Despite Diesel’s commitment to this flailing franchise, this instalment doesn’t give you a lot of new or exciting information about Riddick himself. The movie wants to have it both ways – presenting a gritty survival story and an ultra-stylish actioner. The movie’s wavering tone affects the character development. At one point, Riddick inexplicably nurses a dying puppy dog back to health – contradicting continual reminders of Riddick’s alarming reputation. Despite Diesel’s charms, this odd-couple friendship is overtly familiar. Having said all that, Diesel’s intriguing performance bolsters the movie despite it taking several silly and confusing turns. Despite the first third’s irritating and useless narration, the gravely voice, charisma and physical presence define his applaudable involvement with the pivotal role. It feels as if we are re-visiting an old friend when the bright blue contact lenses and black goggles are re-introduced. Turning tough guys into kittens as he hauntingly stalks his prey, it’s refreshing to see Riddick toy with his foul-mouthed, over-compensating victims. His murderous methods illustrate that he is as an intense physical and mental force. His clever traps, witty one-liners, and soccer/machete skills establish his an effective and honourable anti-hero status. Unfortunately, the supporting characters are overly macho and offensive to the point of being laughable, and do nothing but become gooey cannon fodder. The baby-oil soaked mercenaries are defined simplistically by threatening poses, impeccable physiques, and silly costumes – turning this instalment into a two-hour pissing contest. The preposterous dialogue doesn’t help. Some characters come off as laughable idiots rather than skilled mercenaries. It’s a problem when the planet’s creepy-crawlies are far more interesting than the humans. Nable and Molla are energetic in conventional roles. Meanwhile, TV icon Katie Sackhoff has her moments as the universe’s toughest female.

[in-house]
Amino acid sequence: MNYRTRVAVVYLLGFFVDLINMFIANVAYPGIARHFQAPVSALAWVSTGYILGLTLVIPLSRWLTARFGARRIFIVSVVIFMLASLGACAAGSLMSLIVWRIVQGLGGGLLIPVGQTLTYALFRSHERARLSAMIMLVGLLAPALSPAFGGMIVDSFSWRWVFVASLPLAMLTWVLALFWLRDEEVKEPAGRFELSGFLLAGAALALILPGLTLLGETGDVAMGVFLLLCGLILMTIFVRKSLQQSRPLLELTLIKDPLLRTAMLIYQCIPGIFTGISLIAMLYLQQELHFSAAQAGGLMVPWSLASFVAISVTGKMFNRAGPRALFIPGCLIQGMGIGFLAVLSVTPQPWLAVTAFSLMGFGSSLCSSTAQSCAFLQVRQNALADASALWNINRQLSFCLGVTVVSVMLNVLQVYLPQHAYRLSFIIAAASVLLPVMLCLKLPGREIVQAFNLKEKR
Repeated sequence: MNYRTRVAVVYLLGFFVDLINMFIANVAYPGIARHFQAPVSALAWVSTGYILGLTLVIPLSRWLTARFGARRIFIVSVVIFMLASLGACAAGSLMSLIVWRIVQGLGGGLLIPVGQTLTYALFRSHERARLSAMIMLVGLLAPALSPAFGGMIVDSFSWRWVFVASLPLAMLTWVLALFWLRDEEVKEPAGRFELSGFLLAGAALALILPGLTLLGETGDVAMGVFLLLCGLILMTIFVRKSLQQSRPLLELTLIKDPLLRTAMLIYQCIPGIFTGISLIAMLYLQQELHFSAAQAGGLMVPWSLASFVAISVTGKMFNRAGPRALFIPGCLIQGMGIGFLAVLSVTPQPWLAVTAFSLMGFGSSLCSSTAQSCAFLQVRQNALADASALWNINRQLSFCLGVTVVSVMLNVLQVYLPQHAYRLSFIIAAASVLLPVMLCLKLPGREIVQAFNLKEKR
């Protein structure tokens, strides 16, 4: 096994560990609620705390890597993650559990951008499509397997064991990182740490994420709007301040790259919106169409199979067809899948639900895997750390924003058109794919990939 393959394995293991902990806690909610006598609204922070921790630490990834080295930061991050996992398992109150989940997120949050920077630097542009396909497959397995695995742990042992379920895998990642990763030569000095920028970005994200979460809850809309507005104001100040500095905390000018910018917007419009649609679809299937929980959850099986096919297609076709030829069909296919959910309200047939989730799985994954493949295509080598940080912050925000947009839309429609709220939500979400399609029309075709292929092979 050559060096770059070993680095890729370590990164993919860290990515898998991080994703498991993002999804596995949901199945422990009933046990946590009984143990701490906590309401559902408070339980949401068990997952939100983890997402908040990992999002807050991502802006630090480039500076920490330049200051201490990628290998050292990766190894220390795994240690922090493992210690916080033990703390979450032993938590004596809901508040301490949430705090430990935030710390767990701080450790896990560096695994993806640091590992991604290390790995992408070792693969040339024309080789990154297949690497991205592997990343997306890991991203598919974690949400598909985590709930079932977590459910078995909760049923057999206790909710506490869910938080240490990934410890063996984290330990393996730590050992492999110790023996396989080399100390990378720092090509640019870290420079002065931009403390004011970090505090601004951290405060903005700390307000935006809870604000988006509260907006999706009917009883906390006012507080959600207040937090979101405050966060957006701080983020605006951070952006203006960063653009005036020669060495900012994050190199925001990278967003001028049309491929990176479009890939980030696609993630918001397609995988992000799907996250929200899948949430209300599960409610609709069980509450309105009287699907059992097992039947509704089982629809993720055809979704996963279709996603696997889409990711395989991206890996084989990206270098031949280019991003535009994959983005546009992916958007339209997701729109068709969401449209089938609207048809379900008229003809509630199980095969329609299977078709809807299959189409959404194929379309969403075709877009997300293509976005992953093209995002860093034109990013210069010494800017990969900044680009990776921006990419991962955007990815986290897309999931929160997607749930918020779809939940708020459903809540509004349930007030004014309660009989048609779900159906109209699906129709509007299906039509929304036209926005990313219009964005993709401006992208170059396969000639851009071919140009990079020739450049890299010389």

Despite its ingenious visuals and solid performances, the ludicrousness of both the premise and execution becomes crystal clear. Plot and character inconsistencies prevent this manic instalment from being the pulsating hyper-kinetic action flick it should have been. The movie is so silly it’s ‘Riddick-ulous’.

Verdict: A sumptuous yet problematic sci-fi action flick.